I set the clock back another two hours. It was again dark outside as I got up. Luxury to have a four bed cabin all too myself since Irkutsk. Breakfast consisted of three eggs instead of the usual two, a slice of semidry white bread and a cup of tea. I guess Vasali wanted to send me off with a full breakfast? I finished the last 70 pages of my book and it is quite a book! A danish expedition funded by the danish king. Those days appear to be gone? Just before 2pm the train rolled into Moscow and I returned to the city which I had not seen for five full years. I managed to get the train tickets from Moscow to Georgia reimbursed (the tickets from plan C) and has my ticket to Odessa confirmed. Then I reached the Danish embassy which was an exceedingly pleasant experience this time. I was greeted by beautiful competent employees in a spectacular building which has been the residence for the Danish embassy since 1946 but the present day building actually dates back to the 19th century. It’s a beautiful building in an old neighborhood of Moscow. The street in front of it was created in the late 16th century so you can just imagine the history.


The media tells us this and it tells us that. Movies also tend to shape our view of what Russians are like. Moscow looked beautiful to me and I had clearly forgotten how many wonderful buildings and intriguing streets it holds. The city was well decorated and looked ready for Christmas. Back in December 2013 I hardly knew what the Saga was all about. The Saga barely had any followers and was virtually unknown. Now we are tens of thousands who bond over blogs and posts and combined we represent nations all over the world. Kind Russians helped me with directions at several of Moscow’s elaborate metro stations. A women went out of her way to ensure I got on the right train and missed her own but never stopped to smile. When I later on spilled my tea at a café a waiter was quick to wipe it up and bring me a new one free of charge. And the staff at the Danish embassy were really kind and helpful. So we’re all the people I dealt with at ticket offices and small shops. Denmark has a good relationship with Russia which also means that I get a better rate for a visa when applying at Russian embassies. The clerk at the Russian embassy in Astana (Kazakhstan) told me that. Did you know that Rurik, a Norse viking, is the forefather of the Russian Romanov Tzar dynasty? And Russian women look beautiful to me. It all adds up to a good impression. Now I almost feel like learning Russian. I revisited the Kremlin which is super impressive. I walked across the Red Square as I had done it back in 2013. Then I raced off to catch my 9pm train towards Odessa, Ukraine. Another night on a train.


Plan D - day 6:

I may have neglected to share with you how bumpy the recent train rides can be. It feels substantial at times. It can be so bumpy that you wake from it during the night. And walking down the isle of the train can simulate a drunken man waltzing down a street. The train from Moscow to Odessa does not live up to the standards of the Ulaanbaatar - Moscow train. However it is sufficient and I was once again fortunate to have a four bed cabin all to myself. I can’t say for sure but I figure we crossed the border between Russia and Ukraine around 4am at which point I had to wake up and show my passport. Customs could not have cared less about my baggage once they heard I was Danish. It’s one of the few words I know in Russian: “Dania”. I also know: thank you, hello, how are you, good, yes and no. That’s about it. Those few words didn’t get me far at the train restaurant. And the menu was entirely in Russian. So I had to do some guessing along with the waiters willingness to help by using google translate on her phone. I ended up getting some bread, a small salad, a glass of juice, mashed potatoes and some chicken. So that worked out well although it costs me twice as much as on the previous train.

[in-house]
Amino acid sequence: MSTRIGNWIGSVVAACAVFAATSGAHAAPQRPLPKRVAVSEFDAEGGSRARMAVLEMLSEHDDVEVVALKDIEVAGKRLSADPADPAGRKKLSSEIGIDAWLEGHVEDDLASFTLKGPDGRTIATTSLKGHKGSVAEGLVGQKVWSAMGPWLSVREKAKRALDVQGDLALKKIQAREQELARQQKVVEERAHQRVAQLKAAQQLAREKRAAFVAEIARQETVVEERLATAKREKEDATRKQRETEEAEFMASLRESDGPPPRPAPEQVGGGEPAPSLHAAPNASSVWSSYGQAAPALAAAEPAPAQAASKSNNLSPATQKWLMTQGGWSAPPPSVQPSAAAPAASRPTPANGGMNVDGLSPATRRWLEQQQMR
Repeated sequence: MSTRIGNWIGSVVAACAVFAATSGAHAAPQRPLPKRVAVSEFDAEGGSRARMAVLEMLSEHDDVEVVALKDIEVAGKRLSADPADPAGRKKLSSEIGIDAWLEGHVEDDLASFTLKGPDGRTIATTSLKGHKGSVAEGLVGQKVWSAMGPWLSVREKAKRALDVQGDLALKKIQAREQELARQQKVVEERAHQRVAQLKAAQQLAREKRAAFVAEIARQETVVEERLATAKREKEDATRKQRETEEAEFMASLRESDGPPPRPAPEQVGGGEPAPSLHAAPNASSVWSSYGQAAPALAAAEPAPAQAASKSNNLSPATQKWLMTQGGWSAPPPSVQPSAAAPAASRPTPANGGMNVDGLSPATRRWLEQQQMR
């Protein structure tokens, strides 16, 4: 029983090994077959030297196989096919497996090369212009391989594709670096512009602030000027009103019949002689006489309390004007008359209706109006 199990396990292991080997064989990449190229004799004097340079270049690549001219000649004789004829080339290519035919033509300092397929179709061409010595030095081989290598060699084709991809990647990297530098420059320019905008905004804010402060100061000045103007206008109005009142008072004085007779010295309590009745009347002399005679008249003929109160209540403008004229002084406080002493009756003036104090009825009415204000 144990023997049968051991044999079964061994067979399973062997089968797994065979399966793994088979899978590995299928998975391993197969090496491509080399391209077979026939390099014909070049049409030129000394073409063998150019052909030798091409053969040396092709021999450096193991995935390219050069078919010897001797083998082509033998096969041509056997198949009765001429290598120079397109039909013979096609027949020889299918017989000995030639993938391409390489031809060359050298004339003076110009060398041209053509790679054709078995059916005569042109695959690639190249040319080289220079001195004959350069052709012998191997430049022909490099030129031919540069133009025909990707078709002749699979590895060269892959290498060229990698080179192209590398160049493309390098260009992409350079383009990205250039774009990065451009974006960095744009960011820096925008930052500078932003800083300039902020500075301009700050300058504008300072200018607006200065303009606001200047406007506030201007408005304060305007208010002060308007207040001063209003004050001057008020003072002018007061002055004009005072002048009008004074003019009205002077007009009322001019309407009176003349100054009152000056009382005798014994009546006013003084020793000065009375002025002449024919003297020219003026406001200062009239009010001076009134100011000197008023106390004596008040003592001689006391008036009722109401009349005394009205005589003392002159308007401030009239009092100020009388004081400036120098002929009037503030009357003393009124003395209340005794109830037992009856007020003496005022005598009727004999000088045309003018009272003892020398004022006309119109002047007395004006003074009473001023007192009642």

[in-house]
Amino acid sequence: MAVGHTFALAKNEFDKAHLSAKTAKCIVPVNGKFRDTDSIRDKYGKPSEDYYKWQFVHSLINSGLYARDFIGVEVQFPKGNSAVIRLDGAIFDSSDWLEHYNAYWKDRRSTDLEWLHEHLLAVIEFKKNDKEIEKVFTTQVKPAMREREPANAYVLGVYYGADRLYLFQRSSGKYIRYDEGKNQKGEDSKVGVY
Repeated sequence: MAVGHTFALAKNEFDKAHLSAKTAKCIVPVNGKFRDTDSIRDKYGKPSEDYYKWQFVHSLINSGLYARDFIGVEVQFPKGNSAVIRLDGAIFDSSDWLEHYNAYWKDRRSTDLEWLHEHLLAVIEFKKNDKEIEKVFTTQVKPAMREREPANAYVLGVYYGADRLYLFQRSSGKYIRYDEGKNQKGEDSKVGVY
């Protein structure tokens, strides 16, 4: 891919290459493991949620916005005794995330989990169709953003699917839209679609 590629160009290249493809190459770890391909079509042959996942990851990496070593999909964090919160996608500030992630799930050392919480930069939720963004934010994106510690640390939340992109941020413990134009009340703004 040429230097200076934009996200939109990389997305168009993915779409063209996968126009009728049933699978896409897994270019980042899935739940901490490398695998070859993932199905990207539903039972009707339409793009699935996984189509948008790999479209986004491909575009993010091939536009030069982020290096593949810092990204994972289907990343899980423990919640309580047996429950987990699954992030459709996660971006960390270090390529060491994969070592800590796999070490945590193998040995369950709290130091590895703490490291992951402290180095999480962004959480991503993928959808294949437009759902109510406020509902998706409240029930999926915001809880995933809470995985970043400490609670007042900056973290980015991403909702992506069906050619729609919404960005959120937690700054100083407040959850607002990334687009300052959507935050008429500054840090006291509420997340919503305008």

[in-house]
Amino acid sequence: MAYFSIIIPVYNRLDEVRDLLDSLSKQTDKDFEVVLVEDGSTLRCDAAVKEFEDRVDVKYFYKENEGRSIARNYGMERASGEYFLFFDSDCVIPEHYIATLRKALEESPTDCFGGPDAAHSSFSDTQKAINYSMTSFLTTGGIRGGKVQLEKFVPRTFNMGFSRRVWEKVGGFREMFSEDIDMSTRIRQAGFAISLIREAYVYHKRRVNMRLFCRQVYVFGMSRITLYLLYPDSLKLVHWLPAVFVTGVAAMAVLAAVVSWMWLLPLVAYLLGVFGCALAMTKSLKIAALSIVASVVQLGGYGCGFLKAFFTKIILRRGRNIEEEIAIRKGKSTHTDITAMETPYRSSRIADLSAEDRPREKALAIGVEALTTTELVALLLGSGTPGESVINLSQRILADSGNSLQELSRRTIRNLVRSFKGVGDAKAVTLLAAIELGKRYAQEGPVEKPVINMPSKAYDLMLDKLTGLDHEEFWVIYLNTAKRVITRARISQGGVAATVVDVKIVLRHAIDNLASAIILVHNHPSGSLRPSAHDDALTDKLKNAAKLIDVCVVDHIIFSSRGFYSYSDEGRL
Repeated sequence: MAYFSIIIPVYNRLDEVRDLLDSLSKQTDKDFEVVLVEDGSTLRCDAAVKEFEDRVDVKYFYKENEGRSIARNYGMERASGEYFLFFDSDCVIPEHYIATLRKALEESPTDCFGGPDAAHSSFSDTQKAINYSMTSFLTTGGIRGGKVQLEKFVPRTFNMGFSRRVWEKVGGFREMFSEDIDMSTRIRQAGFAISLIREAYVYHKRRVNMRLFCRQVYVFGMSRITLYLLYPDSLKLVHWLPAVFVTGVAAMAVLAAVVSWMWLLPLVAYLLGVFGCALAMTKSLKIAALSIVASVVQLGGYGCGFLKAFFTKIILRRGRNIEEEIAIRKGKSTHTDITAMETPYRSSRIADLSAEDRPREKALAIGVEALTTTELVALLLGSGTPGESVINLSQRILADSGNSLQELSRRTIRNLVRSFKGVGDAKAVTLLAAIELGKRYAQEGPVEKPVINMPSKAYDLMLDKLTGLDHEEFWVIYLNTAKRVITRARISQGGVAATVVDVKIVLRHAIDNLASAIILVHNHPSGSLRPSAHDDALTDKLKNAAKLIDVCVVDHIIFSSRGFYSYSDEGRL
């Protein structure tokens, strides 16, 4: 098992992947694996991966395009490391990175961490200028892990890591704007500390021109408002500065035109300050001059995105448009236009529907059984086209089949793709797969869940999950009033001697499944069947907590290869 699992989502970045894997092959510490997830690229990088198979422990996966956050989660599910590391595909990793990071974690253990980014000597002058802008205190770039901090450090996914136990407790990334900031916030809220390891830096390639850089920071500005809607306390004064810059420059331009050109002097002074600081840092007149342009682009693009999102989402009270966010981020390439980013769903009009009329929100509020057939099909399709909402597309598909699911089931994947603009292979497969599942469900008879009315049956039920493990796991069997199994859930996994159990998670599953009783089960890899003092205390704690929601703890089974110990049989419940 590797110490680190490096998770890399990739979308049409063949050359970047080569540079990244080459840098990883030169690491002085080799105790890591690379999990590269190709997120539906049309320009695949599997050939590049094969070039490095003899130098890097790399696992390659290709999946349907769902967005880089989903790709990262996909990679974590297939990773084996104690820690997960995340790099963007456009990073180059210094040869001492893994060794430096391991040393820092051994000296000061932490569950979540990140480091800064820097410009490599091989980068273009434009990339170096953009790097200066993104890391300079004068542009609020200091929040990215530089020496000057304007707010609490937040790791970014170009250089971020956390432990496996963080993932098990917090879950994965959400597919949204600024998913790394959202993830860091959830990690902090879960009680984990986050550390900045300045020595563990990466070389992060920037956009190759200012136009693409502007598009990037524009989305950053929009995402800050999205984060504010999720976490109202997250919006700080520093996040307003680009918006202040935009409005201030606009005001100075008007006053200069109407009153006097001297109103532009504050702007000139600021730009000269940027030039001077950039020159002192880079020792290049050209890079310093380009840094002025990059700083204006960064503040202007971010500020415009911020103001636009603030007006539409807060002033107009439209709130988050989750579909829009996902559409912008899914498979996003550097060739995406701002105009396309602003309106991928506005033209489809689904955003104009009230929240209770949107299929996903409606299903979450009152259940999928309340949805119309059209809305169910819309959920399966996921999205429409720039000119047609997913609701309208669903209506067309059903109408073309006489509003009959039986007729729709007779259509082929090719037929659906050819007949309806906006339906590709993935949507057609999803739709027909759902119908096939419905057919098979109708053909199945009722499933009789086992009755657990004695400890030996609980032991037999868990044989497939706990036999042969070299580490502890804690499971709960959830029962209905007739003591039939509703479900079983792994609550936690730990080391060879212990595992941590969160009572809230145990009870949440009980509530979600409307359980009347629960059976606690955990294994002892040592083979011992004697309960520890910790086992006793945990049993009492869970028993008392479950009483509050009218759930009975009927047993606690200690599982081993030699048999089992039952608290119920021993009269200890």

Looking out the window observing the winter landscape flying by does at some point resemble relaxing by staring into a fireplace. I’m not sure that I see anything out there anymore. It’s just a perpetual lands which whizzes by. During my short stop in Moscow I managed to get online long enough to receive a gazillion emails, manage the social media, book a hostel in Odessa and send a few messages to my fiancée. Among the emails I found an electronic confirmation that my Iran visa has been approved and is waiting for me in Tbilisi, Georgia. That’s really good news! The Saga has taken us to Iran already two times before. And neither time did I get the electronic confirmation and on both occasions I had to visit the embassies and spend time on that. If all goes according to plan then I will reach Georgia by boat on Sunday and make my way to Tbilisi. The next day, Monday, I will get my visa and I can be on the way to Yerevan with the night train in the evening. Then Tuesday I can be on the overnight bus to Tehran in Iran arriving Wednesday morning. And if the train connection works out then I will reach the Pakistan border on Thursday December 13th. I reached Odessa, walked to my $5 USD hostel and checked in. Then I had a pizza, worked out where to get the ferry ticket and went to bed.